I had hidden myself within this complicated family dynamic for long enough. I wanted to come out of the shadows and enjoy who I was as a human being again without fear of repercussions from someone who is determined not to like me. I am more than a stepmom. I am more than whatever my role is in this family, at this moment.
Stepmoms are made out to be evil villains or, at the very least, people to be wary of. But I don’t know a single stepmom who entered the picture wanting to disrupt and do harm. Everyone I know had nothing but the best of intentions, the happiest of pictures in their minds of what could be. We’re out here wishing for Brady Bunch moments, meanwhile the rest of the family sees us as Meredith from The Parent Trap.
When we’re managing the expectations of others, we often lose sight of ourselves in the process. That’s the best advice I can give to anyone entering the ring: remember who you are, who you were before this gig sucked the life out of you. Hold on tight to that person, and when you start to forget who she is, fall back on self-care to remind yourself.
Some time with girlfriends who get me and really know me is like hitting a reset button on my hard drive. That’s right, I do love to get down and dirty with some good rap. That’s right, I am funny when I’m not worried about the ‘right’ words coming out of my mouth. That’s right, my deep feelings are important enough to share with others.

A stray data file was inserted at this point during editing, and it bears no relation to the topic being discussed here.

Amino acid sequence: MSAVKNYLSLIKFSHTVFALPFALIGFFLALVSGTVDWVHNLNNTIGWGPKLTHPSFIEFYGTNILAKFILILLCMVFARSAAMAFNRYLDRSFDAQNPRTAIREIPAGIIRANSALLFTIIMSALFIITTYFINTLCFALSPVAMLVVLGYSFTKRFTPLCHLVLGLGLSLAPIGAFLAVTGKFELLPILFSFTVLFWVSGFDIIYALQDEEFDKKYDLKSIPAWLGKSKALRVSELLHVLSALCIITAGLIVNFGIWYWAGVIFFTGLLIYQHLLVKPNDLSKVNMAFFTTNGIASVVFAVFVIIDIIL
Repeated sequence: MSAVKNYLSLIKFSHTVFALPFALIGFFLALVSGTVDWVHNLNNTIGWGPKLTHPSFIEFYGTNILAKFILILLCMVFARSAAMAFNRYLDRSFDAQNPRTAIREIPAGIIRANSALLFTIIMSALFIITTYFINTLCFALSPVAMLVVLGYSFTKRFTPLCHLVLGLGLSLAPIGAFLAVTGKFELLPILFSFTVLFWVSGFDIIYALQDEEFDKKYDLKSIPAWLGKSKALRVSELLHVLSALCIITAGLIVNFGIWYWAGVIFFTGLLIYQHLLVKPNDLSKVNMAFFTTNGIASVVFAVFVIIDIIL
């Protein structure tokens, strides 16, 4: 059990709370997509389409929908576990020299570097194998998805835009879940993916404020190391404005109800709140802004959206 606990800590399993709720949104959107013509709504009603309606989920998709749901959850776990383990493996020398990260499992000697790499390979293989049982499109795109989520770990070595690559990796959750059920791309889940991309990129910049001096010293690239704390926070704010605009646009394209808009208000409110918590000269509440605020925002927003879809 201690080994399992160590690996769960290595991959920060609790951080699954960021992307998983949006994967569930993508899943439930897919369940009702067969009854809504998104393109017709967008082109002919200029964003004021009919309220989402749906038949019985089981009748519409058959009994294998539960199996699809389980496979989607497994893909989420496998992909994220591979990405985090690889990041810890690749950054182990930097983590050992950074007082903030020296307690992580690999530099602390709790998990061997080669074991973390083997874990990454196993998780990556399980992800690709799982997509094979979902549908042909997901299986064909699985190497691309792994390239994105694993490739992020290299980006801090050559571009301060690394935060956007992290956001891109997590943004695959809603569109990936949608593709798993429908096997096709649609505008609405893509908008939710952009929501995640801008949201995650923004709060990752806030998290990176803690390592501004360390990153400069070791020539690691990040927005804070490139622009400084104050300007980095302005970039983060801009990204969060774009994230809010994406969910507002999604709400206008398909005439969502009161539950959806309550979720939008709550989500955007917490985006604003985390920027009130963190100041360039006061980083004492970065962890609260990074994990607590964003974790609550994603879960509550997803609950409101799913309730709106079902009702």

With so many factors at play that are out of my control, I have had to whittle down my expectations of myself when it comes to my stepmom role. I’ve disengaged from the parenting aspects as the kids have gotten older and their mother has gotten more hostile, leaning hard into a ‘fun auntie’ mentality. I have stepped into a supportive space for my husband and whichever kids are open to receiving me at the time.
Looking To The Future
As I write this in 2022, my biggest goals are to radiate joy and stability. I strive to be the safe space for my family to land, inviting them to me simply by being my most authentic self. Joy and security start within me before they can be extended out to others.
When I am who I am and I do what I do, the results are what they are. I cannot control or fix an environment that was already broken before I came along and it is not my place to try. It is my desire to be a lighthouse in the storm, to be the solace the ships seek out when the waters get rough. The taller I can stand in my own authenticity, the stronger I can show up for my family.
My stepmom story is not linear and it’s certainly not cute or wrapped up in a happily-ever-after bow. I am, however, a success story. I continue to show up and put in the work, even on the days I want to run away.
I am hopeful for the future, I am open to what could be, and I embrace that what we go through today prepares us for what’s to come tomorrow. As a stepmom, I am the leading lady in my own life, the villain in someone else’s, and simply a background character for some.
Luckily, I’m someone who thrives on change, so I guess that makes me a good fit for this ever-evolving role. Bring it on, stepmotherhood, bring it on.”
This story was submitted to Love What Matters by Katie DeShane. You can follow her journey on Instagram. Join the Love What Matters family and subscribe to our newsletter.